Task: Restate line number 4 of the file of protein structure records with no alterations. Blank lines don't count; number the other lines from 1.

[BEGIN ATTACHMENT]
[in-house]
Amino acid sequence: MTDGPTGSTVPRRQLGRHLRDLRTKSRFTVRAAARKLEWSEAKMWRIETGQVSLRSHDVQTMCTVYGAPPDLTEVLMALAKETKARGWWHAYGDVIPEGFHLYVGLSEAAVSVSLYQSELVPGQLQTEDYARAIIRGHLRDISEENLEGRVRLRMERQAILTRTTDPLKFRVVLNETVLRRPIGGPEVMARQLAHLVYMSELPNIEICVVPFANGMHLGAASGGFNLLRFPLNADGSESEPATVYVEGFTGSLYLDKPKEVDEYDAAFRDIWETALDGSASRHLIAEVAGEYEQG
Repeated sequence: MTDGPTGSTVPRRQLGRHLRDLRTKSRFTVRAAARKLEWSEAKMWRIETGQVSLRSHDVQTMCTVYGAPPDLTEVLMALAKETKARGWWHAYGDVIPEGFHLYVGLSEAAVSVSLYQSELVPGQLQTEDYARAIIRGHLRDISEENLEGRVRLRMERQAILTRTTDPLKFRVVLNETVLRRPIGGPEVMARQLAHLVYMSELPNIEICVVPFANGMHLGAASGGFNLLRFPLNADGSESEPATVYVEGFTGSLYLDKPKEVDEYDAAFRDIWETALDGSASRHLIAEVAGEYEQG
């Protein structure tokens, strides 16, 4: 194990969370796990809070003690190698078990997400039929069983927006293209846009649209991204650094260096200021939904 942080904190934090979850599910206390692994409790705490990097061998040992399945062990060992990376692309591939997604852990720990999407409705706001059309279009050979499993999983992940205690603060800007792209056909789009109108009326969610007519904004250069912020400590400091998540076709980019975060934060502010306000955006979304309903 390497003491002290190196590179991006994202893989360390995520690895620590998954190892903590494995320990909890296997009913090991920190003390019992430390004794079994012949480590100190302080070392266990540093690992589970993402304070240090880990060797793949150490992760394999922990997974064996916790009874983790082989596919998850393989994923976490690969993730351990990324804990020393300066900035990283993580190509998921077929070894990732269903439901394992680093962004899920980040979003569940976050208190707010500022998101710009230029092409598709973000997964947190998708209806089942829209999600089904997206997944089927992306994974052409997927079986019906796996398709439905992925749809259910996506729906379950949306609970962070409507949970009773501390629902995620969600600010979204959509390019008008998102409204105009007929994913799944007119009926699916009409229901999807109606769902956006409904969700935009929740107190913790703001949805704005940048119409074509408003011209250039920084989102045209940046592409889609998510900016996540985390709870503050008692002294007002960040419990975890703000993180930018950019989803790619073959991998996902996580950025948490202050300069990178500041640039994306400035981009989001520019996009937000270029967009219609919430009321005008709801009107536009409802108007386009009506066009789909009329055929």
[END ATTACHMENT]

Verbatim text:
């Protein structure tokens, strides 16, 4: 194990969370796990809070003690190698078990997400039929069983927006293209846009649209991204650094260096200021939904 942080904190934090979850599910206390692994409790705490990097061998040992399945062990060992990376692309591939997604852990720990999407409705706001059309279009050979499993999983992940205690603060800007792209056909789009109108009326969610007519904004250069912020400590400091998540076709980019975060934060502010306000955006979304309903 390497003491002290190196590179991006994202893989360390995520690895620590998954190892903590494995320990909890296997009913090991920190003390019992430390004794079994012949480590100190302080070392266990540093690992589970993402304070240090880990060797793949150490992760394999922990997974064996916790009874983790082989596919998850393989994923976490690969993730351990990324804990020393300066900035990283993580190509998921077929070894990732269903439901394992680093962004899920980040979003569940976050208190707010500022998101710009230029092409598709973000997964947190998708209806089942829209999600089904997206997944089927992306994974052409997927079986019906796996398709439905992925749809259910996506729906379950949306609970962070409507949970009773501390629902995620969600600010979204959509390019008008998102409204105009007929994913799944007119009926699916009409229901999807109606769902956006409904969700935009929740107190913790703001949805704005940048119409074509408003011209250039920084989102045209940046592409889609998510900016996540985390709870503050008692002294007002960040419990975890703000993180930018950019989803790619073959991998996902996580950025948490202050300069990178500041640039994306400035981009989001520019996009937000270029967009219609919430009321005008709801009107536009409802108007386009009506066009789909009329055929």